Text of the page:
Research pays

Research paysRichard Wilson
Anglia is one of those firms which defies the claim that “well all distributors are essentially the same aren’t they?” For Anglia the art of distribution is not simply filling up your line card with as many franchises as you can justify and then to sell as much product as possible.
Anglia’s managing director Bill Ingram (right)relishes the idea of being different from his larger competitors, but he recognises that it is something which is only possible because he runs a private company. “It’s a family business with no shareholders so we are able to run the business and not have it run by someone else,” points out Ingram.
Ingram’s approach combines traditional franchised distribution of passive components and electromechanical products, with a more pro-active approach as a stocking agent. Anglia profiles and researches hundreds of component manufacturers every year, searching out the best quality components, and importing direct under its own brands, to cut out the middle man and give their customers a competitive advantage.
“When you import product as we do, you realise very quickly that the buck stops with us,” says Ingram. “We have to guarantee the reliability of the product and the source of supply.”
Not only does this involve the clocking up of many thousands of air-miles, many of Anglia’s suppliers are in the Far East, it also represents a certain degree of risk and the necessity to identify the right products and the most reliable suppliers.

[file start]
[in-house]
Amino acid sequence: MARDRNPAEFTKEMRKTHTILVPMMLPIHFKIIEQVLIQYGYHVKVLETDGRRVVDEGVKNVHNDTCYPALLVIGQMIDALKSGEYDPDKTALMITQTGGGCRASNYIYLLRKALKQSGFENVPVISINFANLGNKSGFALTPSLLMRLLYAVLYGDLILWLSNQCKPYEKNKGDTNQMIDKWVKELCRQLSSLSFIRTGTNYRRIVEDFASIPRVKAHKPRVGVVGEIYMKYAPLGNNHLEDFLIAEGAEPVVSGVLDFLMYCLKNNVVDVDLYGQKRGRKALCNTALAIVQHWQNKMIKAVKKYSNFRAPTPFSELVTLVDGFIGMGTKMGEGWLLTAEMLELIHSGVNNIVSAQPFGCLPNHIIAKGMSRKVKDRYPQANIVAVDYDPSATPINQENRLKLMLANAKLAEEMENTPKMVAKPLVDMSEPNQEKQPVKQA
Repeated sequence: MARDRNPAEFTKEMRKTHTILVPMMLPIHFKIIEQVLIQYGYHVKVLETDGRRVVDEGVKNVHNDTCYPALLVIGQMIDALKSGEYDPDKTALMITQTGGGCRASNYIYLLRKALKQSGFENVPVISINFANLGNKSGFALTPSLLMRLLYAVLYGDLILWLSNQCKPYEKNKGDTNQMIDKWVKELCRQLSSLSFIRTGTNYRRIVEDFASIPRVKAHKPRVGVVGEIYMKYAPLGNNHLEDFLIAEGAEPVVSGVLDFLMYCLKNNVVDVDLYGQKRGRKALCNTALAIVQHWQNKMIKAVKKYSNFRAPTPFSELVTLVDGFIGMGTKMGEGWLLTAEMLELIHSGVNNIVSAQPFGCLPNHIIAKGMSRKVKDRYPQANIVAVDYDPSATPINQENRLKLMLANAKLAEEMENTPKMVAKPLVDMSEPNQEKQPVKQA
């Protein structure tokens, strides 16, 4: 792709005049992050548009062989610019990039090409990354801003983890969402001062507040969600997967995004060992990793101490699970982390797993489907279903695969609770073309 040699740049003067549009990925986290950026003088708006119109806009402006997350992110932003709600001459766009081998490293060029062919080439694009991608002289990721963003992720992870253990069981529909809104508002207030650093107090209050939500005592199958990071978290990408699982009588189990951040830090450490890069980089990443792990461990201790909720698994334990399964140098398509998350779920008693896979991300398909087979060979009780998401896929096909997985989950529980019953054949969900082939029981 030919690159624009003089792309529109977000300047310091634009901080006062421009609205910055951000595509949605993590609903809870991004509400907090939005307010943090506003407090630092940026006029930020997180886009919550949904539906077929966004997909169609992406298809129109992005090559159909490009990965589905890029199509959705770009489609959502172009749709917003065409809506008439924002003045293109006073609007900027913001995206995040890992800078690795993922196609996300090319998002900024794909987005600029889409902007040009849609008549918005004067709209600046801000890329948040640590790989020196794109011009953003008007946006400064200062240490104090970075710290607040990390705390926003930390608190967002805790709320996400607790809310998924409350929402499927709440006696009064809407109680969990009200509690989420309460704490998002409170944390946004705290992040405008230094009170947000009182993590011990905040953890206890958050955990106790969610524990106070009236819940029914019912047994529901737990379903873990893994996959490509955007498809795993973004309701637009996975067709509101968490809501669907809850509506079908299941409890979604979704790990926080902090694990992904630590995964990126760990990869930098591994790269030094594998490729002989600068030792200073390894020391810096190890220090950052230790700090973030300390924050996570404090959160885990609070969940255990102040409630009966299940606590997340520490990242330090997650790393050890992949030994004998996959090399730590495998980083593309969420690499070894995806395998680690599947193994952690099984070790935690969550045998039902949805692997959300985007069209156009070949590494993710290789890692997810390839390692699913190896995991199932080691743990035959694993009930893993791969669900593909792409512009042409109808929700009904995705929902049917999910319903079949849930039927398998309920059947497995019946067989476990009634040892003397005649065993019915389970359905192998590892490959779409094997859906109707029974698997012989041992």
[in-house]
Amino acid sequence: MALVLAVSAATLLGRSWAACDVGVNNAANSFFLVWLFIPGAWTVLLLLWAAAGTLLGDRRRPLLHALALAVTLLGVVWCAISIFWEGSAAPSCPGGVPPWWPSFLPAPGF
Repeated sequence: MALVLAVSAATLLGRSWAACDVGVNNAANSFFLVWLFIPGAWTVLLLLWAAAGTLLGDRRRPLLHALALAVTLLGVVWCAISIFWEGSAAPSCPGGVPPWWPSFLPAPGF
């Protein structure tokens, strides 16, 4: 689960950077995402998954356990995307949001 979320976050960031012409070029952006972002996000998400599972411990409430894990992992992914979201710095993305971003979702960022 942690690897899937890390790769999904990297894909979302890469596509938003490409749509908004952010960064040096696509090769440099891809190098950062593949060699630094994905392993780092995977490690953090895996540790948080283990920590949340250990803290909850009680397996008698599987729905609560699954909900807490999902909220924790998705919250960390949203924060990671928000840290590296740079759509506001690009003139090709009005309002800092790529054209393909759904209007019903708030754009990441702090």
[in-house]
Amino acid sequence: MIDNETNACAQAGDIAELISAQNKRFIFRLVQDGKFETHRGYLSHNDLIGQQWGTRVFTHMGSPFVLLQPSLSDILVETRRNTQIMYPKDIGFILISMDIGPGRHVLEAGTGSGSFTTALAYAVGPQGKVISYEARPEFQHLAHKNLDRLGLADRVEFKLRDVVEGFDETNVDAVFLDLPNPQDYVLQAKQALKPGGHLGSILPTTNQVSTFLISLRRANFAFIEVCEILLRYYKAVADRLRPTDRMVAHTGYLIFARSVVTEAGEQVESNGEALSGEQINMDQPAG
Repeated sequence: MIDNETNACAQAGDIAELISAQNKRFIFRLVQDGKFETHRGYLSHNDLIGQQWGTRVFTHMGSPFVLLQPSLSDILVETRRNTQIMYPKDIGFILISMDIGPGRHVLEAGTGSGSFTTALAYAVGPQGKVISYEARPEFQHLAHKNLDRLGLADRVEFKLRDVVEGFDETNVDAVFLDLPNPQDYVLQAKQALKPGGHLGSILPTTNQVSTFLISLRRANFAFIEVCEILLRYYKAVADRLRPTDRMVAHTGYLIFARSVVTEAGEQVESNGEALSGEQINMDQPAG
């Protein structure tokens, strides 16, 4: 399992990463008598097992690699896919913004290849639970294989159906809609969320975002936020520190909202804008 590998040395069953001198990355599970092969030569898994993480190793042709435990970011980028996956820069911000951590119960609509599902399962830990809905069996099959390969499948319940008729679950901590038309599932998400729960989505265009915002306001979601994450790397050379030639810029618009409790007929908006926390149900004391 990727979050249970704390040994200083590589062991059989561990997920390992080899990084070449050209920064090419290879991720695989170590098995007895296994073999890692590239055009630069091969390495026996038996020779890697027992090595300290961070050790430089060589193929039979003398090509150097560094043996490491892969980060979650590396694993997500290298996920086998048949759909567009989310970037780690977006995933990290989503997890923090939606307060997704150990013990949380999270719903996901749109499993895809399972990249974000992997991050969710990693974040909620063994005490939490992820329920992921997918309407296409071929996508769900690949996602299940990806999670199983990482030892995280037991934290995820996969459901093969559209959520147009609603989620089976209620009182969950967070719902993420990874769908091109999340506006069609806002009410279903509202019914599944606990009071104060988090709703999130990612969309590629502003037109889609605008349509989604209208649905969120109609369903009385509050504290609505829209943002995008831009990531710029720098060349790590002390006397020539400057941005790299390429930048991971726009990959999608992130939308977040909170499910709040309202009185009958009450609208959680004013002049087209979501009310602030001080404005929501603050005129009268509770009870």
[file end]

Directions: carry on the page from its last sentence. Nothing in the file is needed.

Typically, only ten per cent of the 3,000 products evaluated each year make it into the Anglia product range. Inevitably it is a time consuming exercise, but it is this filtering process which the distributor believes gives it an edge in the highly competitive UK market.
Potential new products are brought back to Anglia’s 15 strong technical team for testing not only against datasheet figures, but also for extended life testing using more than ?0.5m worth of commercial and specially developed test gear. “It can take 12 months to get a new product on board, even 1,000 hours of life test can take 40 days,” he adds.
While the company sells most of the products itself, some 20 per cent of turnover comes from supplying imported products to other distributors.
The trick for Ingram is balancing the specialist importer side of the business, “the interesting stuff”, with its more traditional franchised distributor activities. Bussman, Redpoint Thermalloy and Beckman are three of Anglia’s electromechanical franchises which generate a healthy chunk of its business. And we can believe Ingram when he wryly adds: “Most of our business is not a quick sell at all.”


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